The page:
NWO-I

NWO - Nederlandse Organisatie voor Wetenschappelijk Onderzoek - print-logo

URL of this page :
https://www.nwo-i.nl/en/fom-news/reportingnews/

Printed on :
September 23rd 2017
11:48:19

After reporting your news, you can expect us to ask you to submit a draft text in Dutch. You must bear in mind the target audience when you do this. The most important readers of this press release are editors or journalists without a background in physics! Specialists can effortlessly see the essential details in a well-written press release. Non-specialists can lose the thread in an elaborate and overdetailed press release.

The edited version is returned to the researchers. When checking this, pay particular attention to inaccuracies in the physics as we want to avoid these. In this phase the press officers check if the target group can indeed pick up the essential details. The press release goes back and forth several times during this stage. Therefore we need at least one week before the final version is available.

Report your news, please contact Gabby ZegersMelissa Vianen, Margit de Kok or Martine van Harderwijk, Communications Department of NWO Domain Science and NWO-I, the Institutes Organisation of NWO. We then keep contact with the press officers of other interested organisations (universities and institutes) about who will publish what and when, to who we will send the press release, and where it will be published online. The guidelines for the draft text below will enable you to prepare thoroughly for our feedback.

What is our aim? After just a single read though the press release (and ideally after just the lead paragraph) it must be clear that Something Fantastic has been done.

The communication department usually subjects the draft version to a severe edit. A few tips:

  • Put a verb in the title.
  • The first (lead) paragraph is always a short summary of the most relevant information put in about four sentences. We usually write or rewrite this: it must be possible to place this paragraph, without rewriting it, as an 'in brief', independent of the rest of the press release.
  • Make sure that the entire press release (including a half A4 of captions and contact information) is no more than two pages in length.
  • Furthermore, the order of the information is often reversed as press releases have an opposite order to what a researcher is used to delivering!
  • Avoid passive sentences (often with the word 'to be'; in any case sentences with past participle constructions and a missing or difficult to recognise sentence subject).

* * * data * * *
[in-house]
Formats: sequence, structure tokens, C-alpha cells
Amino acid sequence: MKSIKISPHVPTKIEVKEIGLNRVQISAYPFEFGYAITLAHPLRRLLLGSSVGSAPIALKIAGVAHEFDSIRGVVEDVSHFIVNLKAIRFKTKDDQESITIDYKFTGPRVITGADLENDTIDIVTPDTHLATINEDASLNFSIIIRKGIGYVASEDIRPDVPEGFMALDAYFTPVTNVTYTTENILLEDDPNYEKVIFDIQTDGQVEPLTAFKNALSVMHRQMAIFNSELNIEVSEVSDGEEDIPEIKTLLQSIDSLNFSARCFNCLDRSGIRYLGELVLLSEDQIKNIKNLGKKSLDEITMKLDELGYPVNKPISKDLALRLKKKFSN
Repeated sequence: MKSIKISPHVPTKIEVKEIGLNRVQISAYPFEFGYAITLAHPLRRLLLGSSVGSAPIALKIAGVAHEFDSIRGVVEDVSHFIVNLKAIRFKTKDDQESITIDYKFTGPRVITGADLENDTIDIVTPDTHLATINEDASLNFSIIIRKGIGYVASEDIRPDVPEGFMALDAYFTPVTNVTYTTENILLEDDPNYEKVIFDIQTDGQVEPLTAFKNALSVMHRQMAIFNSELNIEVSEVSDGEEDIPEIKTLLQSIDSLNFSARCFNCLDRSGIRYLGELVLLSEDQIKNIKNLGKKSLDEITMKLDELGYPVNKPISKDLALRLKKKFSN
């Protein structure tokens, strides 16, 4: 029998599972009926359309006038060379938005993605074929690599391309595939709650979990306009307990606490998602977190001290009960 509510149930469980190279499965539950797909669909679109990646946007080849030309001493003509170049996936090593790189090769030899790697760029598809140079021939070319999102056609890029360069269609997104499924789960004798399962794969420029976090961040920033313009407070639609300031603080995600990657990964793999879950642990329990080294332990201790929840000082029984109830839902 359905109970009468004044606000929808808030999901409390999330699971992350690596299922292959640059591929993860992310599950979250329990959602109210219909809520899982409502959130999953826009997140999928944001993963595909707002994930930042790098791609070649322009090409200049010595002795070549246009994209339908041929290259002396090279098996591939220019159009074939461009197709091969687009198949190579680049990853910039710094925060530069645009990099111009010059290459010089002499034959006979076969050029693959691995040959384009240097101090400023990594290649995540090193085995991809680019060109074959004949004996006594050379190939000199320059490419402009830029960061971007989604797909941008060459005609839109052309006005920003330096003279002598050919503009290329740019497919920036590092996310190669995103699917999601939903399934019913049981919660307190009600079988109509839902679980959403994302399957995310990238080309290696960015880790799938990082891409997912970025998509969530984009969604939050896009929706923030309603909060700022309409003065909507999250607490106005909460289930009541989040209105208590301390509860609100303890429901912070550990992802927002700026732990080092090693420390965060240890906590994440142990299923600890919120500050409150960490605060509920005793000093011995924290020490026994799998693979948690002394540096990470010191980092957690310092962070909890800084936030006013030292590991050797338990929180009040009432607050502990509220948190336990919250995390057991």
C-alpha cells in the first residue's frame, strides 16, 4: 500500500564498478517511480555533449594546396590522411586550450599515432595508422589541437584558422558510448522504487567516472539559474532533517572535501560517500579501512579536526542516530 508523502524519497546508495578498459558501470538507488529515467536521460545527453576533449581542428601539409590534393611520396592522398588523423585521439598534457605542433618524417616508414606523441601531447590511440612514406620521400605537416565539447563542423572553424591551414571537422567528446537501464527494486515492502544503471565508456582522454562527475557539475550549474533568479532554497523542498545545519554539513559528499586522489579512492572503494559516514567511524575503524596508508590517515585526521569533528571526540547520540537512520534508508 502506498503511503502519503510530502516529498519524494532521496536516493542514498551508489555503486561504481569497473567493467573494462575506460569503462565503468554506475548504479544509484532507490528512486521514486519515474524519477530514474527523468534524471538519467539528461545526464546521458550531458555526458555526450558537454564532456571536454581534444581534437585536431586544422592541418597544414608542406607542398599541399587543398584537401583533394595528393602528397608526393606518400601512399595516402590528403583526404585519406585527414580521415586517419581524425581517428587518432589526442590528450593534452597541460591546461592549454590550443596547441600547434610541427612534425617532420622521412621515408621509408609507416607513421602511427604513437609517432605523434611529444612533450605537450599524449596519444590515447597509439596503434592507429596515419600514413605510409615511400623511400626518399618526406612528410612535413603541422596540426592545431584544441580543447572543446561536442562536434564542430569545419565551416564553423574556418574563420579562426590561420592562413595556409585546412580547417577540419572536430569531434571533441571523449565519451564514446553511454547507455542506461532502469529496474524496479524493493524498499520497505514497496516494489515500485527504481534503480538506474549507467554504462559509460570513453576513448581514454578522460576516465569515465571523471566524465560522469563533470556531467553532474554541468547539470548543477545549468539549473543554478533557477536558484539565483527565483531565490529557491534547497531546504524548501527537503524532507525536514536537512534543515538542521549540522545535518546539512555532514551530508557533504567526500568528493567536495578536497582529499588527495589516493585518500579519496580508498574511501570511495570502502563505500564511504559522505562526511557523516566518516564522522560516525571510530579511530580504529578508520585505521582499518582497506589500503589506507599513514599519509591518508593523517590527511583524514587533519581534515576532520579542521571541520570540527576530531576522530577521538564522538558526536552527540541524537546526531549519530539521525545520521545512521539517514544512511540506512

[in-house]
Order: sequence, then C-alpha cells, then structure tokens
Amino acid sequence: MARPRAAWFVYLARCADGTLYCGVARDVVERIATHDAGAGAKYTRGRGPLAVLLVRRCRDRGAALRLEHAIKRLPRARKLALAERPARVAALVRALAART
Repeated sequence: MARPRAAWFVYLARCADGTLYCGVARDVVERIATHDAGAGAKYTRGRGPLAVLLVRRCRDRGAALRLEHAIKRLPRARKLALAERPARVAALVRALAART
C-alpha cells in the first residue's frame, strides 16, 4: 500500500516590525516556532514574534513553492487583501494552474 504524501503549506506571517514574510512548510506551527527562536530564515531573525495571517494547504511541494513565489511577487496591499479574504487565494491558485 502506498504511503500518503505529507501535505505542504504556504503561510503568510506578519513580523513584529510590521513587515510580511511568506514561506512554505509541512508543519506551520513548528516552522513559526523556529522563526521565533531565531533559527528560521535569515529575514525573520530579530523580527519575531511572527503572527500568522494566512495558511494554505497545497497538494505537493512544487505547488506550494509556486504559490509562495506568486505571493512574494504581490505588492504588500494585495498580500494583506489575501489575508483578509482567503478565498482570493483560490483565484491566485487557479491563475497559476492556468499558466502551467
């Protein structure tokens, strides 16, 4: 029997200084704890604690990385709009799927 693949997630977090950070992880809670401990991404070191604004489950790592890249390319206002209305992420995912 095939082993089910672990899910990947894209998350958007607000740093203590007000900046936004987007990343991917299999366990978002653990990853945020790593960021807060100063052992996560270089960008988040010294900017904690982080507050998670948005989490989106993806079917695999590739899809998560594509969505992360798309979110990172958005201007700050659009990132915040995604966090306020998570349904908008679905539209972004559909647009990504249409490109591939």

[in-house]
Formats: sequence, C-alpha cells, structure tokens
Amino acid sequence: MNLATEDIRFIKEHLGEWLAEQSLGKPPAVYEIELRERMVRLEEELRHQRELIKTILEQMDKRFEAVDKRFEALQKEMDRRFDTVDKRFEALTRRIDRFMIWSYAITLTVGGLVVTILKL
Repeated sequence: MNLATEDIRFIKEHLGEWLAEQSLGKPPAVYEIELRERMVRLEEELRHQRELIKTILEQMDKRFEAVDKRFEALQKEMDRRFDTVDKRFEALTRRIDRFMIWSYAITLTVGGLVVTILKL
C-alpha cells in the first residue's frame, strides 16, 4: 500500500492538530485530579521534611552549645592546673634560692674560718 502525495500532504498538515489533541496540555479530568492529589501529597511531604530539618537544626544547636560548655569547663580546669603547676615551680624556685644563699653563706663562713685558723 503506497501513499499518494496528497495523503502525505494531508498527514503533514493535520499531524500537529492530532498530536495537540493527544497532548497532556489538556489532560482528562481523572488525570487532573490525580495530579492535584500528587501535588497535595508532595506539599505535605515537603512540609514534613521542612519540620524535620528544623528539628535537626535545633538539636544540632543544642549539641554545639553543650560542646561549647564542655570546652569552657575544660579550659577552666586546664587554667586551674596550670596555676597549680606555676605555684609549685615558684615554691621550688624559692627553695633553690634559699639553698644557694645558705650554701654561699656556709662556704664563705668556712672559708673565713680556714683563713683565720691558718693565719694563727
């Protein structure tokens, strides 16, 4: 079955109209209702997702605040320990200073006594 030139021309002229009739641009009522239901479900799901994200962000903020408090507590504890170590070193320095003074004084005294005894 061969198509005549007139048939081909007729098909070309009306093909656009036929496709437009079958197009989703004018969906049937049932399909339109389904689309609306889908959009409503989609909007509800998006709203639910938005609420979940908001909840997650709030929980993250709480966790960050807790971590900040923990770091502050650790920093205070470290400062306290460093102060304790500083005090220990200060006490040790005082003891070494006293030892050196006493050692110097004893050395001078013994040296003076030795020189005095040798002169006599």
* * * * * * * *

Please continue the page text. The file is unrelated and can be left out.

• Use as little jargon as possible. We can always provide additional information in separate blocks.  The body of the press release must grab the attention of all journalists and must therefore be highly accessible. Journalists who want to delve into the details of the subject will phone for an interview - we prefer they do this rather than merely adopt the press release for use.
  • Provide attractive illustrations! Preferably in. jgp format in high resolution and with a good and highly accessible caption.
  • Indicate when and where the article will be published, and if possible include a URL.
  • Make sure that the contact person can be reached - both during the drafting of the press release and after its publication. Sufficient knowledge of the Dutch language is needed to discuss the drafting of the press release but for contact with journalists English is also fine.

You can use press releases on this website as an example, e.g. the Dutch press releases Koude atomen bieden weerstand and/or Trage magneten helpen ultrasnelle dataopslag.

Before you write, please consider the following issues; this is what we look out for as well:

  • What is, in maximum 7 words and without jargon, the discovery? What is the essence of the news and what is the innovation?
  • How was this done? During this process, information is lost and that is meant to be the case. Cut and reformulate until just the essence remains.
  • Who is waiting for the results - who has been flabbergasted and who will want to repeat this work? Has similar work been done previously or elsewhere and what was the current scientific knowledge before this research?
  • Why is the research interesting, what is its relevance for other scientists and for the wider world? Are there applications in the everyday world; are there implications for fellow researchers or for scientists outside of your field of work? Without such clear links the story will be lost. The reader must not only discover what has been done but, most of all, why this is interesting.
  • When can the next step be expected? Is an exciting follow-up study planned or is a practical application almost in view?